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Why Is Obama Convinced His Wall Street Reforms Work?

He accuses critics of cynicism, without recognizing that he bears blame.


President Barack Obama met with his financial regulatory chieftains on Monday, and I got the distinct impression that something was on his mind. See if you can figure it out.

“The laws we have passed have worked,” Obama said, referring to the Dodd-Frank Wall Street reform legislation. “I want to emphasize this because it is popular in the media, in political discourse—both on the left and the right—to suggest that the crisis happened and nothing changed.” About three minutes later, he reiterated, “So I want to dispel the notion that exists both on the left and on the right that somehow, after the crisis, nothing happened.” And later, Obama hit that point again: “So when you read articles, whether on the left or the right, that suggest somehow nothing happened and everybody just went back to the same go-go years that they were engaging in before, those are factually incorrect.” 

Looks like somebody didn’t like the ending to The Big Short!

Obama’s frustration probably springs from the fact that the Democratic presidential primary has become a referendum on Wall Street’s influence on politics and the economy—and with 100 percent of precincts reporting, “negative influence” won in a landslide. Senator Bernie Sanders based his entire campaign on antipathy to the banks, and Hillary Clinton has scrambled to argue that her plan to crack down on the financial sector is stronger and more comprehensive. Both believe that more needs to be done to make the system safer and fairer, which is enough to drive to distraction a president who describes Dodd-Frank as the most sweeping financial reform in 80 years.

Obama’s anger should be reserved for Sanders and Clinton, not nameless article-writers and discourse-mongers on the “left.” Nevertheless, as one of those perfidious article-writers, I could perhaps explain to the president why people credibly believe “nothing happened” to disrupt Wall Street, and why stressing that actually bodes well for the future of financial reform.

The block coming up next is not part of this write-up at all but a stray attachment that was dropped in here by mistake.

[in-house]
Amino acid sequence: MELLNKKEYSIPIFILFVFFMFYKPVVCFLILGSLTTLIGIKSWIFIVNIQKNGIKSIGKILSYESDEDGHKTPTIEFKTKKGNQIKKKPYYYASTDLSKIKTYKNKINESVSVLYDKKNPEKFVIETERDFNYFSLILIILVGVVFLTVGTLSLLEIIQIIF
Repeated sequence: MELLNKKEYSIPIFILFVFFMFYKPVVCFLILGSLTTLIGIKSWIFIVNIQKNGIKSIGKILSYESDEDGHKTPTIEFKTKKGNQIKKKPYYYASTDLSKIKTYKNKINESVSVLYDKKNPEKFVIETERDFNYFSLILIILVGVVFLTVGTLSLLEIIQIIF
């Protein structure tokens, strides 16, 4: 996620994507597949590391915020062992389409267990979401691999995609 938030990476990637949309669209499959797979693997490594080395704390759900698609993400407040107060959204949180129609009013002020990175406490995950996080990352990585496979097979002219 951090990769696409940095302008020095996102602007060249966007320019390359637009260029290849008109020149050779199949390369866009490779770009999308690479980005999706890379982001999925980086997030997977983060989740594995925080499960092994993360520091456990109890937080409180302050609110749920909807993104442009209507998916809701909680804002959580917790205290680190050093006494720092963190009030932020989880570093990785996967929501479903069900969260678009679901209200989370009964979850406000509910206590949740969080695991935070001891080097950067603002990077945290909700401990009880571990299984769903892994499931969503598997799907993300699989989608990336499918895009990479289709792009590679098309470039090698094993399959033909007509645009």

Take the examples Obama gave to prove the utility of Dodd-Frank. “We have seen banks that now have much greater capital,” Obama said, referring to the $700 billion available to absorb losses in the event of a crisis. It’s worth noting that none of that is due to Dodd-Frank, which includes no statutory levels of capital, only a minimum floor that the Obama administration worked very hard to eliminate, as explained at length in Sheila Bair’s book Bull By the Horns. International banking regulators designed the capital mandates, and the Federal Reserve decided to push them up further at their discretion. Dodd-Frank added no new discretionary authorities on capital; in fact, regulators were talking about increasing them well before Dodd-Frank passed. 

But more importantly, how do we know for sure that the additional capital in the banking system will be sufficient in a crisis? We haven’t had a crisis yet to check this proposition, and all the stress tests in the world wouldn’t have envisioned 2008.

Obama’s defense of Dodd-Frank is similar to how defenders of welfare reform reacted in the early years of its implementation, concurrent with the best economic expansion in three decades. They said that the late 1990s “proved” that welfare reform works, when the true test would only come when the poor really needed assistance. During the Great Recession, we finally learned that welfare reform was a miserable failure for growing numbers of poor Americans.